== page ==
Tuesday, January 17, 2012

The March by E.L. Doctorow: Review

I just finished reading a historical fiction selection that goes hand-in-hand with one of my goals this year, to read lots of Civil War literature in honor of the sesquicentennial of the War Between the States.  This novel covered what Sherman's march through the South must have been like, and it was well worth the read.

About the Novel:

In 1864, Union general William Tecumseh Sherman marched his sixty thousand troops through Georgia to the sea, and then up into the Carolinas. The army fought off Confederate forces, demolished cities, and accumulated a borne-along population of freed blacks and white refugees until all that remained was the dangerous transient life of the dispossessed and the triumphant. In E. L. Doctorow’s hands the great march becomes a floating world, a nomadic consciousness, and an unforgettable reading experience with awesome relevance to our own times.

About the Author:

Famous American Jewish writer, Edgar Laurence Doctorow is the author of several critically acclaimed novels that blend history and social criticism. Although he had written books for years, it was not until the publication of The Book of Daniel in 1971 that he obtained acclaim. His next book, Ragtime, was a commercial and critical success. As of 2006, he held the Glucksman Chair in American Letters at New York University. Doctorow's personal papers are held by the Fales Library at NYU.

Doctorow was raised in the Bronx, New York, by parental folks of second-generation Russian Jewish descent. At the Bronx High School of Science, he excelled in art making. Doctorow was a voracious reader and continued his education at Kenyon College where he studied with John Crowe Ransom. After graduating with honors in 1952, he did graduate work at Columbia University before he was drafted into the army and assigned to Germany. He began his career as a reader at Columbia Pictures, moved on to become an editor for New American Library in the early 1960s and worked as chief editor at Dial Press from 1964 to 1969.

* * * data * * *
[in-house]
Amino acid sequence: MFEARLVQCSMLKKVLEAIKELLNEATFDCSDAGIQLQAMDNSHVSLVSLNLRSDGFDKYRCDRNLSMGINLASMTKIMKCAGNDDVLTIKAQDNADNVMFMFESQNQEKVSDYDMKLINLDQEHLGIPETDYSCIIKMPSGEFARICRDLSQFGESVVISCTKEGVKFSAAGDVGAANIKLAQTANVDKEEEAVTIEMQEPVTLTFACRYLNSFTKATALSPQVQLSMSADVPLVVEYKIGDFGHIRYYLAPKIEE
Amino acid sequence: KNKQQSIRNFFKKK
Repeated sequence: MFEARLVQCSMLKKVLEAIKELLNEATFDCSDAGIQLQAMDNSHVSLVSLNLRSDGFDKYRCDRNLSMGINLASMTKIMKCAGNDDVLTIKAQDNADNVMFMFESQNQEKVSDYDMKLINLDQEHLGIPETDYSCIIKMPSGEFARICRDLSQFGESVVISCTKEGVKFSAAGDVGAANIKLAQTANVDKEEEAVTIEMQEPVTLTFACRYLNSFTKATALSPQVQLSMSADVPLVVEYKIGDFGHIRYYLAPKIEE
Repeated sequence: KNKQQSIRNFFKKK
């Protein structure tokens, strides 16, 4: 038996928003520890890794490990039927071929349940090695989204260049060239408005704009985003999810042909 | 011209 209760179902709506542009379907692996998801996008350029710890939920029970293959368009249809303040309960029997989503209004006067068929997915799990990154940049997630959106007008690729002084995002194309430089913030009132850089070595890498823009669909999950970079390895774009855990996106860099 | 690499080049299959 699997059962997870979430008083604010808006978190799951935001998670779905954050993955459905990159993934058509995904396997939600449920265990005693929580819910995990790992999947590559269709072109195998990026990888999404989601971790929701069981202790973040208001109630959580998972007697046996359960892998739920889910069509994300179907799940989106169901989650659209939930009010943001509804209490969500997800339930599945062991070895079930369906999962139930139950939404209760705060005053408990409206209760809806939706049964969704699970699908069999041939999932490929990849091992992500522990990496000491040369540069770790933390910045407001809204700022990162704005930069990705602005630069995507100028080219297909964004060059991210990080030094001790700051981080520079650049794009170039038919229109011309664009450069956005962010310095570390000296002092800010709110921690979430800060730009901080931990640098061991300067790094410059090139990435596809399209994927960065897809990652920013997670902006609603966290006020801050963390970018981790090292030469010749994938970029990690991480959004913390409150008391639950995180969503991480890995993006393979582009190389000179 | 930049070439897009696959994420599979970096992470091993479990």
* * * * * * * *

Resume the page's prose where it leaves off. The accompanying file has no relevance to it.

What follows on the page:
He delivered a commencement address critical of President George W. Bush at Hofstra University on May 23, 2004. 

My Thoughts:

As I mentioned above, this novel is well worth the read.  I stumbled across it while perusing the fiction section of my local library and I am glad that I found this one!

Told through many various perspectives of people who truly could have been found along Sherman's march through the South, this novel gives a wide variety of viewpoints and the author does a great job representing all perspectives.  My only critique of that would be that it felt sometimes like there were too many perspectives and too much time between each one so that as a reader I would almost forget the person and their circumstance until reading more about them again.  However, I do not think this detracts from the overall impact of the novel as it still is a very complete story.

The author's take on what was happening in the minds of men like General Sherman, Abraham Lincoln, and others is fascinating and I enjoyed reading from his vision.  What happened during that year of 1864-1865 was a terrible time for the South but throughout the book you find sprinkled inspirations through the characters that lived there, you see hope for a new beginning.

I have now become a big fan of this author - I look forward to checking out more of his work and highly recommend him and this novel to anyone interested in historical fiction or literature about the Civil War. 

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